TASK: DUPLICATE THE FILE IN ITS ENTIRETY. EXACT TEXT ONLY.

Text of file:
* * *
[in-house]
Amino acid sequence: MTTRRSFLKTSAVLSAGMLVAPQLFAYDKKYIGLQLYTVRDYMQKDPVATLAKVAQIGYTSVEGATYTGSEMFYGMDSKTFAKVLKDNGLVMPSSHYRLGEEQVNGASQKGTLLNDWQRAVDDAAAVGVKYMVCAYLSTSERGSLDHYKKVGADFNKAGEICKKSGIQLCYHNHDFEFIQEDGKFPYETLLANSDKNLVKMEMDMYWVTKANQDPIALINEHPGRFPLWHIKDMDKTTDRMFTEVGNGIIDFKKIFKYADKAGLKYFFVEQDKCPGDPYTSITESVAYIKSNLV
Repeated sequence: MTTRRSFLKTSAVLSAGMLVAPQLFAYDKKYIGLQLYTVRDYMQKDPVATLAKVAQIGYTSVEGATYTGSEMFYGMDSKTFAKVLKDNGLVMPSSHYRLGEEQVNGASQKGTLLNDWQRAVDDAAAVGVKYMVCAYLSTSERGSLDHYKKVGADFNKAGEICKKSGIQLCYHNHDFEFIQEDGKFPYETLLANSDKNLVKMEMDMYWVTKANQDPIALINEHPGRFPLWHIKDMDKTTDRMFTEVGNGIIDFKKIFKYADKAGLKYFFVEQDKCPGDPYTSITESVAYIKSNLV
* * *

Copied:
[in-house]
Amino acid sequence: MTTRRSFLKTSAVLSAGMLVAPQLFAYDKKYIGLQLYTVRDYMQKDPVATLAKVAQIGYTSVEGATYTGSEMFYGMDSKTFAKVLKDNGLVMPSSHYRLGEEQVNGASQKGTLLNDWQRAVDDAAAVGVKYMVCAYLSTSERGSLDHYKKVGADFNKAGEICKKSGIQLCYHNHDFEFIQEDGKFPYETLLANSDKNLVKMEMDMYWVTKANQDPIALINEHPGRFPLWHIKDMDKTTDRMFTEVGNGIIDFKKIFKYADKAGLKYFFVEQDKCPGDPYTSITESVAYIKSNLV
Repeated sequence: MTTRRSFLKTSAVLSAGMLVAPQLFAYDKKYIGLQLYTVRDYMQKDPVATLAKVAQIGYTSVEGATYTGSEMFYGMDSKTFAKVLKDNGLVMPSSHYRLGEEQVNGASQKGTLLNDWQRAVDDAAAVGVKYMVCAYLSTSERGSLDHYKKVGADFNKAGEICKKSGIQLCYHNHDFEFIQEDGKFPYETLLANSDKNLVKMEMDMYWVTKANQDPIALINEHPGRFPLWHIKDMDKTTDRMFTEVGNGIIDFKKIFKYADKAGLKYFFVEQDKCPGDPYTSITESVAYIKSNLV